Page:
In the Hoover Institution’s Defining Ideas journal, Tom Loveless has a brief, measured examination of today’s curriculum debates. Entitled “The Curriculum Wars,” the essay reviews age-old disputes between traditionalists and progressives in the 80s, 90s, and 00s, then reframes them in light of two recent developments: technology in education and Common Core.
Loveless recalls the whole-language vs. phonics battle in reading instruction; project-based learning vs. content-oriented instruction in science; problem solving vs. computation skills in math; and multiculturalist, “national-sins” history vs. Eurocentric versions (He doesn’t use the term “Eurocentric,” but it’s implied). While the former (progressivist) approaches dominated education through the 90s, the “rise of accountability systems” that focused on basic literacy and numeracy skills, plus research showing the ineffectiveness of whole-language theories, blunted those approaches in reading and math and marginalized science and social studies/history debates.
We are now in a state of “relative calm” in curriculum matters, Loveless asserts, but technology and Common Core threaten to revive the controversies. In customizing instruction to each student, he warns, we may find the curriculum fragmenting to the point that students “no longer learn a common body of knowledge and skills at approximately the same time.” We might extend that concern to the outcome that there would no longer be any common body of knowledge and skills. (Loveless has a nice comment, too, on the “romantic ideology” of those we might call the “disruptivists,” who rely on doubtful theories of learning styles in their effusive advocacy of customization.)
The threat that Common Core poses lies not in the standards themselves but in the uses to which the initiative may be put. Specifically, Loveless says, teachers and school officials may cite it as justification for “questionable approaches to learning.” When challenged for a controversial reading assignment or dubious constructivist math exercises, people may respond, “But it’s aligned with Common Core—we have no choice.”
Loveless is surely right to forecast a revival of curriculum disputes as technology advances and Common Core is implemented. We see the issue simmering with the delicate rollout of test items by PARCC and Smarter Balanced, as well as in local news stories on this and that objectionable classroom assignment. But in offering prescriptions for better ways of managing those controversies, Loveless begins with a curiously flat assertion:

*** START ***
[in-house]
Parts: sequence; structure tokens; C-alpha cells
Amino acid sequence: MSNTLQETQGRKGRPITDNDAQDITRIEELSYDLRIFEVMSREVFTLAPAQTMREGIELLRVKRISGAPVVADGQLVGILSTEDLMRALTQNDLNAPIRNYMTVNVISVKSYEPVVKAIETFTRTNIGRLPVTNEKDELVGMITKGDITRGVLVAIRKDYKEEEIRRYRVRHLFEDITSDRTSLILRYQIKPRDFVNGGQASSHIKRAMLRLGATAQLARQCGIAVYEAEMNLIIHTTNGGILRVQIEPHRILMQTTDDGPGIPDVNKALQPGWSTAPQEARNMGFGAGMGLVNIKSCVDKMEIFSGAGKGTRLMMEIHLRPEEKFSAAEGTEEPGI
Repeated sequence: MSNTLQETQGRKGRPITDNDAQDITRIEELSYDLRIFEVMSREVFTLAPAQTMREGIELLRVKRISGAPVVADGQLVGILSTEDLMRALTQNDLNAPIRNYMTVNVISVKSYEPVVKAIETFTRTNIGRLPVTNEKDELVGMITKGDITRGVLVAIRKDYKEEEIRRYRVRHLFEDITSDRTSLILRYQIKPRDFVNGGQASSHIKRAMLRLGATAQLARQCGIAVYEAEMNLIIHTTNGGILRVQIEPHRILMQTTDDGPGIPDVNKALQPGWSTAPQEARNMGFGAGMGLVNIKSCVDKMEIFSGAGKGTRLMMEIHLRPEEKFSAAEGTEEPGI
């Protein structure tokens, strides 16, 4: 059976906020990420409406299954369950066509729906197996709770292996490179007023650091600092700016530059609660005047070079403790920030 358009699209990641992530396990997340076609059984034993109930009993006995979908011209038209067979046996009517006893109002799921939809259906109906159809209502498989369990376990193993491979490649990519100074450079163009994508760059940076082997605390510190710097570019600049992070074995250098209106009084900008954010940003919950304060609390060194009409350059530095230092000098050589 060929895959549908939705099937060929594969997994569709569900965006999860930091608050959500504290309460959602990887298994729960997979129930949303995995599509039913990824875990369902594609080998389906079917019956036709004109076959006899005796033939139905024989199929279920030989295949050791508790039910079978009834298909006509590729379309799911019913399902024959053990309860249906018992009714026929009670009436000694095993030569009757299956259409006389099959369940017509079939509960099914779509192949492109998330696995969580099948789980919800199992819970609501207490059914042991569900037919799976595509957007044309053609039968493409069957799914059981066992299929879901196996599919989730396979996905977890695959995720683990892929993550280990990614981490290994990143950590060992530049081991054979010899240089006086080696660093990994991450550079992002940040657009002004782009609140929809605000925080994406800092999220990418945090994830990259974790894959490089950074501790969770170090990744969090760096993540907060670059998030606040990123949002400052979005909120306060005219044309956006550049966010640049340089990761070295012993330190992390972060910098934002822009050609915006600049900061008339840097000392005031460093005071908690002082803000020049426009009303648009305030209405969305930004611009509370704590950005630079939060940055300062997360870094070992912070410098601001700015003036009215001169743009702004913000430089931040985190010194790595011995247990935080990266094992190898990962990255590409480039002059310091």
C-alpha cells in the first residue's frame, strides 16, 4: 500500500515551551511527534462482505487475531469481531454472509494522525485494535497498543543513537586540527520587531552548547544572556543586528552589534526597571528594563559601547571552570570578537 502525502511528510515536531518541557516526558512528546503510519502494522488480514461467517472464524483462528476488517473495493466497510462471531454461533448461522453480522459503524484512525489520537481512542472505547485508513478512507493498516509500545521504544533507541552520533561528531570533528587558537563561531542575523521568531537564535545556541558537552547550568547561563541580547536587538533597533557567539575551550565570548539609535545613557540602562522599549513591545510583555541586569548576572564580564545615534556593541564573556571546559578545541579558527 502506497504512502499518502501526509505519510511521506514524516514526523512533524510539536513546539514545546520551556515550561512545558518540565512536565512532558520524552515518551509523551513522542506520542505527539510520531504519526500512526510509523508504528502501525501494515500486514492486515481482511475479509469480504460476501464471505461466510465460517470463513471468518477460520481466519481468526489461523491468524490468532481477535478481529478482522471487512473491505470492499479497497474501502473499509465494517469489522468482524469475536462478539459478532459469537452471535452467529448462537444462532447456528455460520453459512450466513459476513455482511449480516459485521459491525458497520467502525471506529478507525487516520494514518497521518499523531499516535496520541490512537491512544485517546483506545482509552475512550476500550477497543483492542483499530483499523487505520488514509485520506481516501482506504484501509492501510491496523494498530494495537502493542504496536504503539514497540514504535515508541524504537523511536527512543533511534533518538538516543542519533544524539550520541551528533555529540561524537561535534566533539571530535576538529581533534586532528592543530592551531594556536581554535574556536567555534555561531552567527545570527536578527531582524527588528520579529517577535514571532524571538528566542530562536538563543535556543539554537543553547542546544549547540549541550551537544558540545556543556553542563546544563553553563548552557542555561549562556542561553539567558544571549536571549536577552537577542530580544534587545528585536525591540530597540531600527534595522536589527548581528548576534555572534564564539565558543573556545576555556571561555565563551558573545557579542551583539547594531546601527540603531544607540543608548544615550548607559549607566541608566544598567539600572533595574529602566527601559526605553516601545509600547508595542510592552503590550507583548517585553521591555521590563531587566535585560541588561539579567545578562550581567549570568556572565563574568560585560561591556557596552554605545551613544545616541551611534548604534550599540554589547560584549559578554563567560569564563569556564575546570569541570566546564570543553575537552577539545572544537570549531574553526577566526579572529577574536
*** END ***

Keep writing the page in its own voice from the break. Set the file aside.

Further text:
First, much more research is needed on the effectiveness of different curricula. We need to find out what works, whether it is progressive or traditional in approach.
This suggestion appears to overlook the abundant research that supports content-oriented curricula in the “softer” subjects of English Language Arts and social studies/history. Indeed, research on the necessity of background knowledge for reading comprehension is decisive and uncontroversial, even though reading instruction in our schools continues—foolishly—to favor abstract “comprehension strategies” (“identify the main idea,” etc.) over acquisition of general knowledge across subjects. Indeed, while elements of Common Core’s ELA standards emphasize “close reading” and “finding evidence” and imply the teaching of reading skills in a manner disconnected from the knowledge embedded in and presumed by the assigned texts, other parts of Common Core firmly reiterate the premise that “knowledge is intimately linked to reading comprehension ability” (see Appendix A, p. 4). People may disagree over how much time should be devoted to abstract reading skills, yet the recognition of background awareness relevant to specific texts is universal among cognitive-reading researchers.
E. D. Hirsch has spent twenty-five tireless years bringing these findings from cognitive science to education policy and practice, but the reaction he has evoked indicates that the curriculum debates Loveless recounts may be shaped by a more fundamental opposition than whole language vs. phonics and multicultural vs. traditionalist. It is the distinction between skills and knowledge—or, more precisely, between the belief that thinking skills are independent of background knowledge vs. the belief that thinking skills hinge (in one way or another) on background knowledge. Dan Willingham and Andrew J. Rotherham provide a summary statement of the distinction and the truth of the latter belief in a 2009 article in Education Leadership, which chides the “twenty-first-century-skills” movement for downplaying the importance of domain knowledge. Loveless himself cites Hirsch and implies that learning-styles and multiple-intelligences theories lack empirical support, but he holds off from saying that the scientific evidence has declared one side a winner.
Yes, we need more research on which curricula work best, but we already have ample solid research demonstrating the decided advantage that the traditionalist emphasis on content knowledge has over the progressivist insistence on active learning (disengaged from domain facts and concepts). Before we call for more studies, let’s first disseminate existing findings. In this respect, while some people may miss the rancor and partisanship of the 80s-era controversies, closing the old debates prevented genuine progress of the very kind Loveless calls for. Let’s re-open the curriculum wars once more and let the evidence speak.